Conclusions of Allen MacNeill's Evolution and (Intelligent) Design course

Conclusions of Allen MacNeill's Evolution and Design course
Three questions were posed. The following are my answers to these questions, as they did not explicitly come up in this format this summer:
(1) What is the current status of ID research?

As far as I know, there is no empirical research that either validates or falsifies any of the principle claims of the primary authors of ID texts (i.e. Michael Behe and William Dembski, but also including David Berlinski, Guillermo Gonzalez, Stephen Meyer, and Jonathan Wells). Only Behe and Dembski have presented even quasi-empirical applications of ID theory. The remainder fall into the same category that Phillip Johnson did this summer - that is, they write what amount to polemics based on opinion and speculation, nearly all of it negative (that is, they do not present positive hypotheses, they merely attack various aspects of evolutionary theory). As noted earlier, Behe and Dembski’s works were the primary focus of our seminar this summer, and the conclusions most of us arrived at have already been noted.

I believe that the primary reason that there is essentially no empirical research being done to either validate or falsify ID theory is that ID theory in general does not consist of positive hypotheses that can be empirically tested. As many have pointed out, Behe’s concept of “irreducible complexity” is based almost entirely on ignorance and lack of information, rather than on “first principles” (i.e. on theoretical formulations that lead to the conclusion that the evolution of “irreducibly complex” objects or processes are impossible).

Dembski’s mathematical speculations remain precisely that: speculations without the slightest shred of empirical support. After spending many hours working through Dembski’s mathematics, we concluded that it is currently impossible to use his “explanatory filter” (as expressed in mathematical terms) to determine if a given biological entity qualifies as “complex specified information” (CSI). Although Dembski’s mathematics are mildly interesting from a purely intellectual standpoint, they do not lend themselves to making actual calculations, again because there are so many unknown variables that must be quantified before his equation(s) for CSI can actually yield confirmatory or disconfirmitory judgements.

Therefore, unless someone undertakes a program of research that proposes a series of testable positive hypotheses based on ID theory that can be empirically validated, it appears likely that ID theory will eventually come to the same fate as Bergson and Deleuze’s concept of élan vital; a footnote to the progress of empirical science, of interest only to those interested in failed pseudoscientific “theories.”

(2) With Behe and Dembski essentially marginalized, who are the scientists working on the theory of ID?

As far as I know, there are none. With the possible exception of Guillermo Gonzalez, all of the other authors listed above do not perform empirical research. Rather, they pursue an essentially negative program of attacking evolutionary biology and proposing philosophical speculations (based almost entirely on fundamentalist Christian theology) as a substitute.

(3) What is the role of the Discovery Institute and why are they so keen on influencing Boards of Education?

The Discovery Institute is a purely political entity, not currently engaged in any form of empirical research (nor supporting such research in either monetary or other ways), whose entire function appears to be to promote a political program intended to force a basically fundamentalist Christian viewpoint into the public schools and, eventually into local, state, and national governments and laws. These goals are explicitly stated by the directors of the Discovery Institute in the “wedge document” and have been its primary raison d’etre since its inception.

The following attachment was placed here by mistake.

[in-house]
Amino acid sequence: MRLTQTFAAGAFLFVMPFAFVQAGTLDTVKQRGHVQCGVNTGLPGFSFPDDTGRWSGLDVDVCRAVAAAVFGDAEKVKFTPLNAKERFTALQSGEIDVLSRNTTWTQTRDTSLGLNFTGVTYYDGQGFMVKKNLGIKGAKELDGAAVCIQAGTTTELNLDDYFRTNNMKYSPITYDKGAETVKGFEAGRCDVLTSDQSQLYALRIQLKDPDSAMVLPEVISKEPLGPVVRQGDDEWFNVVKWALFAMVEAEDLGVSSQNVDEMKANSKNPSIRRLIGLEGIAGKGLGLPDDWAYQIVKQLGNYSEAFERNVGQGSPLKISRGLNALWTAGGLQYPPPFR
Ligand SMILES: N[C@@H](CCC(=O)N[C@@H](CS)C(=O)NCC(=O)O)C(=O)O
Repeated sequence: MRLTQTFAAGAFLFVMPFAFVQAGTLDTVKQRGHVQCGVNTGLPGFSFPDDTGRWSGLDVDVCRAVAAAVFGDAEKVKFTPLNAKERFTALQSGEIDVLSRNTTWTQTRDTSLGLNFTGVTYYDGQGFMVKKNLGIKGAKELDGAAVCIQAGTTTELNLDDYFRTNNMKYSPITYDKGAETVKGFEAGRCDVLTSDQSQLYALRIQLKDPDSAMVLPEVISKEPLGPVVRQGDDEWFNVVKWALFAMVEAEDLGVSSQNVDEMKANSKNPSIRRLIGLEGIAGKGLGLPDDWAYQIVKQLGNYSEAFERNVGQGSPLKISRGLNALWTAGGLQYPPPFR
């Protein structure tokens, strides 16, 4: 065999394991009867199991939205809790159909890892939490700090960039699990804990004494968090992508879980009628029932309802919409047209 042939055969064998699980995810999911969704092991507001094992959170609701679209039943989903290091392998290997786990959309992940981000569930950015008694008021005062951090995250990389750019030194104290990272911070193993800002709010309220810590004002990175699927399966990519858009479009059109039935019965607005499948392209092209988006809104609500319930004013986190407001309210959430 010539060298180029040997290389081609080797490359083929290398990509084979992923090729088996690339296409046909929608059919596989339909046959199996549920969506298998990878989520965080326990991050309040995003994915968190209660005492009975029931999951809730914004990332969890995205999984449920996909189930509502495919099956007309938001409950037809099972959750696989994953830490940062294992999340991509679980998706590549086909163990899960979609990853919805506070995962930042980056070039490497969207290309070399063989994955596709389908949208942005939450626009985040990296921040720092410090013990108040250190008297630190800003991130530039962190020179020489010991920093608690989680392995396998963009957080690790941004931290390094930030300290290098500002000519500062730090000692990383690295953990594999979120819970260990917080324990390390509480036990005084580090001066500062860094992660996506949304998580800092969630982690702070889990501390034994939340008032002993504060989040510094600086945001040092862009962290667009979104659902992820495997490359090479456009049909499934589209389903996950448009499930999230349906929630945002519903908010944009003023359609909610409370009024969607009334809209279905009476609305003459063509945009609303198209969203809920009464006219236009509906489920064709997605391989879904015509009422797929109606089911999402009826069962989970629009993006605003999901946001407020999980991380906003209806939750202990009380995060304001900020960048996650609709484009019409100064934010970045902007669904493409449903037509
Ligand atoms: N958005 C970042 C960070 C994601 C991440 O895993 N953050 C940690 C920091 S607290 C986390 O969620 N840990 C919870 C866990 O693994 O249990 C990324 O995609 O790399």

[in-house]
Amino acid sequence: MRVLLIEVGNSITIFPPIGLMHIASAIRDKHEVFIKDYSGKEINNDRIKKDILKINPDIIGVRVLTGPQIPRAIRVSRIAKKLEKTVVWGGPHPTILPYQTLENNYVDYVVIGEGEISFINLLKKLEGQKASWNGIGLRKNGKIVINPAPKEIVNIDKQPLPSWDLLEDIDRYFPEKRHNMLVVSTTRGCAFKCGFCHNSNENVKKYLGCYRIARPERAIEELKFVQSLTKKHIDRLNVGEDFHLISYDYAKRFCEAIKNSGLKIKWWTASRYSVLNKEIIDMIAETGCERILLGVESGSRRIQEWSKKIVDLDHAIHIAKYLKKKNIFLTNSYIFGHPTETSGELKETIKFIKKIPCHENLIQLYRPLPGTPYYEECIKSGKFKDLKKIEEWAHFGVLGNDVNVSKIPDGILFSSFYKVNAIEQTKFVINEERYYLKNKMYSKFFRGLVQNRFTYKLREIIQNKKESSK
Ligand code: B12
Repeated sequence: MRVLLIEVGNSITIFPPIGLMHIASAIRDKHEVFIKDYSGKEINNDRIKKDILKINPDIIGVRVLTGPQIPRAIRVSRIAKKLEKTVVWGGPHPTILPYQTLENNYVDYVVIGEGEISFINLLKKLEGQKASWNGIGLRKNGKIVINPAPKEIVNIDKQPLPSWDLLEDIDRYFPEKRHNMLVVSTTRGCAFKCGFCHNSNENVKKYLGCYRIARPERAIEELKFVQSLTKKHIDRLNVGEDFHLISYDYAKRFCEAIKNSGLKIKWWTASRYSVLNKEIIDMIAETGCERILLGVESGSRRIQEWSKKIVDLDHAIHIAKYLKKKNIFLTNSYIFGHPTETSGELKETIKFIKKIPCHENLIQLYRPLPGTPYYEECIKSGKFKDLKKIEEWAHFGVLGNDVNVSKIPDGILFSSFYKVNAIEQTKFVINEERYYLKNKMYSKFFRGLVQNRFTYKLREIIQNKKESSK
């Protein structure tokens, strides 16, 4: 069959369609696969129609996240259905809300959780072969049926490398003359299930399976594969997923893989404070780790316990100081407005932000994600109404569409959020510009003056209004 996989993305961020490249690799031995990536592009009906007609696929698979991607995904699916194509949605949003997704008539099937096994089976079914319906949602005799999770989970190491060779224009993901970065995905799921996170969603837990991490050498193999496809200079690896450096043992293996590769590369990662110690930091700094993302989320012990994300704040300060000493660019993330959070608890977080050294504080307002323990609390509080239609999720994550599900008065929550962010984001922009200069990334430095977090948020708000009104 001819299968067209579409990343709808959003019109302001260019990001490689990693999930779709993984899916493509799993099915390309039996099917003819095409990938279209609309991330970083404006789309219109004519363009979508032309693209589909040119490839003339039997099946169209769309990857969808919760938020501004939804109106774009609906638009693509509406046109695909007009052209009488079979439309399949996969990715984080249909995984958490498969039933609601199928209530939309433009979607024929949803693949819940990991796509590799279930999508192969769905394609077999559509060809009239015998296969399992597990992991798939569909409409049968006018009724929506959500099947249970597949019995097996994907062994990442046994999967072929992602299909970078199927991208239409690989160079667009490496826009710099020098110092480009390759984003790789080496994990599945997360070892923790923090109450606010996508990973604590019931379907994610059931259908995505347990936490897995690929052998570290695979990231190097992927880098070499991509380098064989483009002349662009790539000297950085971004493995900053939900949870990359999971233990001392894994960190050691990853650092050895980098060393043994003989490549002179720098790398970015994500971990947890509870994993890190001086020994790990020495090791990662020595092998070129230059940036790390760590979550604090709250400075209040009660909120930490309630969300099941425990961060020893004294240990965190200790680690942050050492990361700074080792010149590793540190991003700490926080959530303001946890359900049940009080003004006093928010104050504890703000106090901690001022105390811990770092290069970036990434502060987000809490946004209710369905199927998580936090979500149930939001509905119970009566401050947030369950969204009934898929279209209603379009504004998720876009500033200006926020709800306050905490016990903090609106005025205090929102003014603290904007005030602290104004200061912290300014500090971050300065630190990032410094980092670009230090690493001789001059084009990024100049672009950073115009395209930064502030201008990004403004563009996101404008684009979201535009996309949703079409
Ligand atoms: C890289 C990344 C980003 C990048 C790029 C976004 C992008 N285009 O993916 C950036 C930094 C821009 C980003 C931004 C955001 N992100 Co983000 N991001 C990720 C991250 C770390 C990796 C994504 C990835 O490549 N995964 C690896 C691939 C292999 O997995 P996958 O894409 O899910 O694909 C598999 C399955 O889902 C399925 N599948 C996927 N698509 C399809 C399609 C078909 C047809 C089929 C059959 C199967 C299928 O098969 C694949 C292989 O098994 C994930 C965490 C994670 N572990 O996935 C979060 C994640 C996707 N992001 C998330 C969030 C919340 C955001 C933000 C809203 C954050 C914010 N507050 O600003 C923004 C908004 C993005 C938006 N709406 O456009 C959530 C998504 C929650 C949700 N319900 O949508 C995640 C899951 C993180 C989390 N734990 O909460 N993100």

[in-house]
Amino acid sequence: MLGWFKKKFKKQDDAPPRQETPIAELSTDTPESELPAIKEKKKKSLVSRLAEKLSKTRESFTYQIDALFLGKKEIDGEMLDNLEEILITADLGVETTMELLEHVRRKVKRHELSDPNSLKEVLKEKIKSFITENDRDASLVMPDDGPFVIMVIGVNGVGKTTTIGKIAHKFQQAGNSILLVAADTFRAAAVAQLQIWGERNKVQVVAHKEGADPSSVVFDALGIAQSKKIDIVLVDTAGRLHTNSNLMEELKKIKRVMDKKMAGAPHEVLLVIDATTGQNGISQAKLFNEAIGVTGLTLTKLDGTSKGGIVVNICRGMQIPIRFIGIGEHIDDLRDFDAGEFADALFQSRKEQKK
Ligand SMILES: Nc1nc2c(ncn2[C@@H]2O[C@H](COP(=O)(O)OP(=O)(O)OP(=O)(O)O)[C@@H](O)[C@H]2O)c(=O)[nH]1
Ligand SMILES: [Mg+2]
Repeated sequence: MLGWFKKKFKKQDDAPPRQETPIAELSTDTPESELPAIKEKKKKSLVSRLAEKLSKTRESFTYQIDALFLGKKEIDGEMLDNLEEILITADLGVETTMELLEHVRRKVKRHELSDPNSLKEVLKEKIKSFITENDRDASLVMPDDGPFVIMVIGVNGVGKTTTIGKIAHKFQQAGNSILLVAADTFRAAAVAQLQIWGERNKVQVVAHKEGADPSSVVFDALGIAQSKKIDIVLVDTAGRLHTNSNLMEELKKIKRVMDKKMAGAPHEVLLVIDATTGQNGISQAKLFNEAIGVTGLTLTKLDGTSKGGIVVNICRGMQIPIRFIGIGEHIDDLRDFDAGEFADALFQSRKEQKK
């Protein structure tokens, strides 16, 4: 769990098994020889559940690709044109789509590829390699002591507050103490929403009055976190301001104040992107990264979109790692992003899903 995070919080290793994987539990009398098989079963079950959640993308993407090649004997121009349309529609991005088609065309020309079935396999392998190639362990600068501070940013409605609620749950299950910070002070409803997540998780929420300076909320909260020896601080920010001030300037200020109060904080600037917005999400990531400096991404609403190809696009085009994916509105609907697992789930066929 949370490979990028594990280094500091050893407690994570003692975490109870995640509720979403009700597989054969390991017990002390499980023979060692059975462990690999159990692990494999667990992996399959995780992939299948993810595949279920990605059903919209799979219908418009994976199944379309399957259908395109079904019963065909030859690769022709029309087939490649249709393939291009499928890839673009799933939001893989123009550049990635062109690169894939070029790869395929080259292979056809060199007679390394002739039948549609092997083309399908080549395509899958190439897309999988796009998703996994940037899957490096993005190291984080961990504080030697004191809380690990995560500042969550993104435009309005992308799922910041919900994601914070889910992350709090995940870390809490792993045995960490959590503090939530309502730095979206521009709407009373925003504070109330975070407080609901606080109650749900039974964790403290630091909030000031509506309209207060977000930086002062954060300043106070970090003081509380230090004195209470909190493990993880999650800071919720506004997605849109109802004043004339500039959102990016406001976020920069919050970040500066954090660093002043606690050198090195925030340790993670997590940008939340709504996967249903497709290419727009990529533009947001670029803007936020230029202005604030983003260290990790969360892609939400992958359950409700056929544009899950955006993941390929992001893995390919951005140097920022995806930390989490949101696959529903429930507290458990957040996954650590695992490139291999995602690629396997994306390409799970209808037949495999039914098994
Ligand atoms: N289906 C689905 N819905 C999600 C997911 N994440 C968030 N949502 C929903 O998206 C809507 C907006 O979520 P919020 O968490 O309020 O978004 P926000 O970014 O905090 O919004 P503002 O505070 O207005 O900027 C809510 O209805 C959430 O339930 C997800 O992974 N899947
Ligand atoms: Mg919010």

We did not directly discuss the Discovery Institute, the “wedge document,” the Kitzmiller v. Dover trial and decision, nor the writings of any of the polemicists listed above. This was a deliberate decision on the part of the participants in the seminar, as we all wanted to restrict our analysis and discussion to the scientific claims of the principle ID theorists. This is why we dismissed Phillip Johnson’s book, The Wedge of Truth and why we spent relatively little time discussing Dawkins’s The Blind Watchmaker, as both were essentially “position statements,” rather than scientific analyses. I my opinion, the same can essentially be said for Behe’s Darwin’s Black Box, leaving only Dembski’s The Design Inference as the only non-polemical work in all of ID “theory.” And, as noted above, we concluded that Dembski’s mathematical work only suggests a possible way of distinguishing between “natural” and “designed” objects and processes, without presenting an empirically testable way of so distinguishing.

So, was the whole exercise “worth it?” It was indeed, as it helped all of us come to clarity on many of the foregoing points. As I have stated elsewhere, I don’t think anyone changed her/his mind over the course of the summer, but I believe (based on our discussions, especially during the last class) that we did come to some clarity on the issues, on the kinds of arguments made by both sides, and the kinds of evidence that would qualify as confirmative or disconfirmative on either side of the issue. Currently, there is abundant confirmative evidence for most of evolutionary theory (with the exception of the origin of life, the genetic code, and selected biochemical pathways) and virtually no empirical confirmative evidence for ID theory. Unless ID “theorists” take steps to become ID “scientists,” this situation is unlikely to change.